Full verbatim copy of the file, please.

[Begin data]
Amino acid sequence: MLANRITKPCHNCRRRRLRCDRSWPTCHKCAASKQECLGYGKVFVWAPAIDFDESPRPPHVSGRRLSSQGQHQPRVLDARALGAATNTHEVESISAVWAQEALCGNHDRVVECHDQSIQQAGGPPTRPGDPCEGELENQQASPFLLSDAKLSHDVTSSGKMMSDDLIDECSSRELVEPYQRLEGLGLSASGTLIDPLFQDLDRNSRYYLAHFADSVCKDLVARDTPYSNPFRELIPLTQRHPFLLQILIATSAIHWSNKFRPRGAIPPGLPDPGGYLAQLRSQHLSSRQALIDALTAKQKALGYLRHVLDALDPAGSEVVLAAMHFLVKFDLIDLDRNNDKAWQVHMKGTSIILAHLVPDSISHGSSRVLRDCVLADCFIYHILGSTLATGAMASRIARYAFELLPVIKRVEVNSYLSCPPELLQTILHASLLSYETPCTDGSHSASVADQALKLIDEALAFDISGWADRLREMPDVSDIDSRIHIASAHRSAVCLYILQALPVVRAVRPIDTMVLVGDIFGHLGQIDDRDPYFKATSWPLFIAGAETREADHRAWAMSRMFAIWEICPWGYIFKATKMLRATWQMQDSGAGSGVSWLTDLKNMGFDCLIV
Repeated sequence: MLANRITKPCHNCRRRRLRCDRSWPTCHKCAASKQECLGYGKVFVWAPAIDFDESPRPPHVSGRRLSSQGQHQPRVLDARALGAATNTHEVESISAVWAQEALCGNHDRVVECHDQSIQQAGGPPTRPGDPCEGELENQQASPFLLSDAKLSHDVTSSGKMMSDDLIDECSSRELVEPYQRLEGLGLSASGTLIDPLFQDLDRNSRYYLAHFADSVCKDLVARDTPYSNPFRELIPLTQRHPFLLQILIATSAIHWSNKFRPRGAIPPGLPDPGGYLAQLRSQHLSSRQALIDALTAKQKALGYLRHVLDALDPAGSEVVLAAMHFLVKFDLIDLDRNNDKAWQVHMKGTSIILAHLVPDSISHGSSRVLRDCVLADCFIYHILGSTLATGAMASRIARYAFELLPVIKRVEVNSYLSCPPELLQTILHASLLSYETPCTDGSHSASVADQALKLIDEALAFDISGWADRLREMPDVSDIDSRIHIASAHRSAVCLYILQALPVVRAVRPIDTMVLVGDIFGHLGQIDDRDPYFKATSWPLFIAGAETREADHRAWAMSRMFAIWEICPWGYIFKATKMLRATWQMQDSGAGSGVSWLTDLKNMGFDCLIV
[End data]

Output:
Amino acid sequence: MLANRITKPCHNCRRRRLRCDRSWPTCHKCAASKQECLGYGKVFVWAPAIDFDESPRPPHVSGRRLSSQGQHQPRVLDARALGAATNTHEVESISAVWAQEALCGNHDRVVECHDQSIQQAGGPPTRPGDPCEGELENQQASPFLLSDAKLSHDVTSSGKMMSDDLIDECSSRELVEPYQRLEGLGLSASGTLIDPLFQDLDRNSRYYLAHFADSVCKDLVARDTPYSNPFRELIPLTQRHPFLLQILIATSAIHWSNKFRPRGAIPPGLPDPGGYLAQLRSQHLSSRQALIDALTAKQKALGYLRHVLDALDPAGSEVVLAAMHFLVKFDLIDLDRNNDKAWQVHMKGTSIILAHLVPDSISHGSSRVLRDCVLADCFIYHILGSTLATGAMASRIARYAFELLPVIKRVEVNSYLSCPPELLQTILHASLLSYETPCTDGSHSASVADQALKLIDEALAFDISGWADRLREMPDVSDIDSRIHIASAHRSAVCLYILQALPVVRAVRPIDTMVLVGDIFGHLGQIDDRDPYFKATSWPLFIAGAETREADHRAWAMSRMFAIWEICPWGYIFKATKMLRATWQMQDSGAGSGVSWLTDLKNMGFDCLIV
Repeated sequence: MLANRITKPCHNCRRRRLRCDRSWPTCHKCAASKQECLGYGKVFVWAPAIDFDESPRPPHVSGRRLSSQGQHQPRVLDARALGAATNTHEVESISAVWAQEALCGNHDRVVECHDQSIQQAGGPPTRPGDPCEGELENQQASPFLLSDAKLSHDVTSSGKMMSDDLIDECSSRELVEPYQRLEGLGLSASGTLIDPLFQDLDRNSRYYLAHFADSVCKDLVARDTPYSNPFRELIPLTQRHPFLLQILIATSAIHWSNKFRPRGAIPPGLPDPGGYLAQLRSQHLSSRQALIDALTAKQKALGYLRHVLDALDPAGSEVVLAAMHFLVKFDLIDLDRNNDKAWQVHMKGTSIILAHLVPDSISHGSSRVLRDCVLADCFIYHILGSTLATGAMASRIARYAFELLPVIKRVEVNSYLSCPPELLQTILHASLLSYETPCTDGSHSASVADQALKLIDEALAFDISGWADRLREMPDVSDIDSRIHIASAHRSAVCLYILQALPVVRAVRPIDTMVLVGDIFGHLGQIDDRDPYFKATSWPLFIAGAETREADHRAWAMSRMFAIWEICPWGYIFKATKMLRATWQMQDSGAGSGVSWLTDLKNMGFDCLIV